The implications of these rules were far-reaching. No longer could a small supplements manufacturer set up shop with some equipment and an operating site. In order to remain compliant, they had to ramp up their documentation, quality control and certification processes. For many, the costs were simply too high to shoulder in-house, and outsourcing became the only viable option.

“The major trends right now in contract manufacturing have to do with ensuring cGMP and other regulatory compliance, confirming identity and supply-chain transparency, and ensuring product safety,” says Altaffer. “Co-manufacturers that can partner with brand stakeholders to ensure quality, safety and innovation will continue to experience growth in the industry.”

Of course, the regulatory environment hasn’t just affected brand-owners. Contract manufacturers, which often bear the brunt of regulations, have also been forced to up their game.

“The requirements for maintaining GMPs, identification, labelling and claims make the relationship between the parties all the more important. Not all contract manufacturers are going to be fully prepared to meet these requirements and support their brand stakeholder customers,” continues Altaffer.

Go all the way

RFI Ingredients doesn’t define itself as a contract manufacturer per se – in Altaffer’s words, it is “more of a full-service product development partner”. A speciality ingredients manufacturer based in New York, the company has clients in the food, functional food and dietary supplement industries, and develops products ranging from fermented black garlic to enzyme-supplemented ginseng.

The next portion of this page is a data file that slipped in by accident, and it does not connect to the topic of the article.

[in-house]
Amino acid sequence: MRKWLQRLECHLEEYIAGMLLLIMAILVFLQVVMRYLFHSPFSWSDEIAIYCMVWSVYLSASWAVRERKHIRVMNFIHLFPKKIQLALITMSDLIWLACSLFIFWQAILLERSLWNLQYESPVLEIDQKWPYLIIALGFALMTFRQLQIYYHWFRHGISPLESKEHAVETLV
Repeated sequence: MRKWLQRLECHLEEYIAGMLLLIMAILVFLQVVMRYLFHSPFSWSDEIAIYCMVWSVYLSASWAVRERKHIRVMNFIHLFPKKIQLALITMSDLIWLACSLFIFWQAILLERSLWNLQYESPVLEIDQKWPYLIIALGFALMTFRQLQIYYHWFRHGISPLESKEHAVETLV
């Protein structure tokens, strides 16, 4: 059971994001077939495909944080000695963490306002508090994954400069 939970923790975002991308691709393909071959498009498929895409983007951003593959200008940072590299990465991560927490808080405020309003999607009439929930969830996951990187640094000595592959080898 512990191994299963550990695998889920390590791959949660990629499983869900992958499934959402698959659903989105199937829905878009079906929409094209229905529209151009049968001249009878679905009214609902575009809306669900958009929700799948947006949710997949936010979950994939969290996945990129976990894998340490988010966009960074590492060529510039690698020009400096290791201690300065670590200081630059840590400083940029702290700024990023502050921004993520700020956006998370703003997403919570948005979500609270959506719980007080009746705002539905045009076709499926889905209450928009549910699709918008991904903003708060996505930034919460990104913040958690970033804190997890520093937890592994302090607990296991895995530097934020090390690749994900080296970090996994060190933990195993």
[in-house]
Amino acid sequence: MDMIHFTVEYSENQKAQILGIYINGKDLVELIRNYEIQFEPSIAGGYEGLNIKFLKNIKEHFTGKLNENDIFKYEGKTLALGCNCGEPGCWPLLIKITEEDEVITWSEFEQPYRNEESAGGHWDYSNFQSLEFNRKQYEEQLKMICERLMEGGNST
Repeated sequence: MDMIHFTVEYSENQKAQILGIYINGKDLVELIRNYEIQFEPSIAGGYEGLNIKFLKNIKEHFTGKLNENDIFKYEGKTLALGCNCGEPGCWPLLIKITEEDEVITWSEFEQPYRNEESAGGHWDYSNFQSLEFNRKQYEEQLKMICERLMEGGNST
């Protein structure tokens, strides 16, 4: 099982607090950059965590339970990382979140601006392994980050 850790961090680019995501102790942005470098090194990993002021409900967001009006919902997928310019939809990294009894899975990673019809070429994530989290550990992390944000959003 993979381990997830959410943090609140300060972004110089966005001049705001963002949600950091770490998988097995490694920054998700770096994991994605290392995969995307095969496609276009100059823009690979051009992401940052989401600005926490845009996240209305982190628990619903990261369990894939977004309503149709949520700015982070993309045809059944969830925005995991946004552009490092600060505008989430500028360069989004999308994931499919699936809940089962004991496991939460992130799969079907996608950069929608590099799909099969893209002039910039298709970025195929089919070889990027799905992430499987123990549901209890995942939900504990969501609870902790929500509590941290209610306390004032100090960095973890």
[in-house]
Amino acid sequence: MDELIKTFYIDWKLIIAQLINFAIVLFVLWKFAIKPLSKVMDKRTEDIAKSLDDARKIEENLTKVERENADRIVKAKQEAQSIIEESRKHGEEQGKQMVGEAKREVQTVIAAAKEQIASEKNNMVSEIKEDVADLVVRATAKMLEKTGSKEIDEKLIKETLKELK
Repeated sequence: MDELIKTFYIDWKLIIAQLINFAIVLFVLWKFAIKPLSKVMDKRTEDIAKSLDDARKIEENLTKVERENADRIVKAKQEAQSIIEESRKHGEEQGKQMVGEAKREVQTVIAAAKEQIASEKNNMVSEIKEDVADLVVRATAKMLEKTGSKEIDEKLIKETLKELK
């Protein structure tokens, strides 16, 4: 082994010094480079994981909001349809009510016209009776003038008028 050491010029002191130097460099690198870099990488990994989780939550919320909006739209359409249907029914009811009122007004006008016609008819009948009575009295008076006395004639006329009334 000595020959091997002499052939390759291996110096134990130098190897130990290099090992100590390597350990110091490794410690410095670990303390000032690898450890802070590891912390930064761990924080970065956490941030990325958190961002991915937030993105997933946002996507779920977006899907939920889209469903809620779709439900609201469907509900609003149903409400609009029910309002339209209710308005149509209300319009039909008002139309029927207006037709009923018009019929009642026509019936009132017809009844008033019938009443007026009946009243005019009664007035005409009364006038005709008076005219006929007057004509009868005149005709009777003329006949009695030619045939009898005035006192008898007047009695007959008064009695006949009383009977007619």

Because the company is vertically integrated, it provides a direct bridge between its clients and its suppliers, and offers more than just manufacturing: its services span from product development and formulation to packing and delivery. This provides a valuable competitive advantage: brand-owners can outsource the whole process, knowing they’re benefitting from RFI’s expertise every step of the way.

Vit-Best, too, has a far-reaching proposition. Formerly Vitatech Nutrition Sciences, the California-based company develops products across weight management, sports nutrition, alternative health maintenance and dietary supplementation. It offers
full packing services and product formulation, along with sophisticated analytical laboratory monitoring.